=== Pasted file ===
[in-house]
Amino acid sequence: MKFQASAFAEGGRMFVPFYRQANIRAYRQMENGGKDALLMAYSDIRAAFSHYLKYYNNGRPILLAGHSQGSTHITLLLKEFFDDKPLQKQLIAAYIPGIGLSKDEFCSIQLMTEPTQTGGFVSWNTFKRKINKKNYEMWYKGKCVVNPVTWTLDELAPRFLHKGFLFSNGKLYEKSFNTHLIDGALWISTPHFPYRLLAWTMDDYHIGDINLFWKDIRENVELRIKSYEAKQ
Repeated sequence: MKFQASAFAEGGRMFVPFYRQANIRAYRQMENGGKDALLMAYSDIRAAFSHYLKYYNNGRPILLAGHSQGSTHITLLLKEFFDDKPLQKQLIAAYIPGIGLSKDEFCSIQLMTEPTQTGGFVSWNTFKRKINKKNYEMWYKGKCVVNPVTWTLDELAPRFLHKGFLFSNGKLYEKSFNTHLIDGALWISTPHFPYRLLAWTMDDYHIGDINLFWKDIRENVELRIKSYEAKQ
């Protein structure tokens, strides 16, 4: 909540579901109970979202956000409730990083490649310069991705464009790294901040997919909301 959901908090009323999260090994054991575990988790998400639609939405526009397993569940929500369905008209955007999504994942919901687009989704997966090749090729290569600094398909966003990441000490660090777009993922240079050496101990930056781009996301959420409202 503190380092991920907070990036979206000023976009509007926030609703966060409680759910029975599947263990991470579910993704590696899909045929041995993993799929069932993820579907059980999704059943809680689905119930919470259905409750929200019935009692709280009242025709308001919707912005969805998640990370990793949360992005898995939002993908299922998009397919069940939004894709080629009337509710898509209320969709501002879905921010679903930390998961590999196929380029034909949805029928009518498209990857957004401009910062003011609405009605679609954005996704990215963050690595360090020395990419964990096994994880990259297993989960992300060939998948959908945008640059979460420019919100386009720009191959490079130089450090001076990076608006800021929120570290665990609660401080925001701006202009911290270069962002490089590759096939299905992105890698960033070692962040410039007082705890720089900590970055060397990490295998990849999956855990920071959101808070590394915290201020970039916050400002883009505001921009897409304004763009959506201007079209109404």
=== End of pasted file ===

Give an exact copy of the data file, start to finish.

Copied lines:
[in-house]
Amino acid sequence: MKFQASAFAEGGRMFVPFYRQANIRAYRQMENGGKDALLMAYSDIRAAFSHYLKYYNNGRPILLAGHSQGSTHITLLLKEFFDDKPLQKQLIAAYIPGIGLSKDEFCSIQLMTEPTQTGGFVSWNTFKRKINKKNYEMWYKGKCVVNPVTWTLDELAPRFLHKGFLFSNGKLYEKSFNTHLIDGALWISTPHFPYRLLAWTMDDYHIGDINLFWKDIRENVELRIKSYEAKQ
Repeated sequence: MKFQASAFAEGGRMFVPFYRQANIRAYRQMENGGKDALLMAYSDIRAAFSHYLKYYNNGRPILLAGHSQGSTHITLLLKEFFDDKPLQKQLIAAYIPGIGLSKDEFCSIQLMTEPTQTGGFVSWNTFKRKINKKNYEMWYKGKCVVNPVTWTLDELAPRFLHKGFLFSNGKLYEKSFNTHLIDGALWISTPHFPYRLLAWTMDDYHIGDINLFWKDIRENVELRIKSYEAKQ
């Protein structure tokens, strides 16, 4: 909540579901109970979202956000409730990083490649310069991705464009790294901040997919909301 959901908090009323999260090994054991575990988790998400639609939405526009397993569940929500369905008209955007999504994942919901687009989704997966090749090729290569600094398909966003990441000490660090777009993922240079050496101990930056781009996301959420409202 503190380092991920907070990036979206000023976009509007926030609703966060409680759910029975599947263990991470579910993704590696899909045929041995993993799929069932993820579907059980999704059943809680689905119930919470259905409750929200019935009692709280009242025709308001919707912005969805998640990370990793949360992005898995939002993908299922998009397919069940939004894709080629009337509710898509209320969709501002879905921010679903930390998961590999196929380029034909949805029928009518498209990857957004401009910062003011609405009605679609954005996704990215963050690595360090020395990419964990096994994880990259297993989960992300060939998948959908945008640059979460420019919100386009720009191959490079130089450090001076990076608006800021929120570290665990609660401080925001701006202009911290270069962002490089590759096939299905992105890698960033070692962040410039007082705890720089900590970055060397990490295998990849999956855990920071959101808070590394915290201020970039916050400002883009505001921009897409304004763009959506201007079209109404």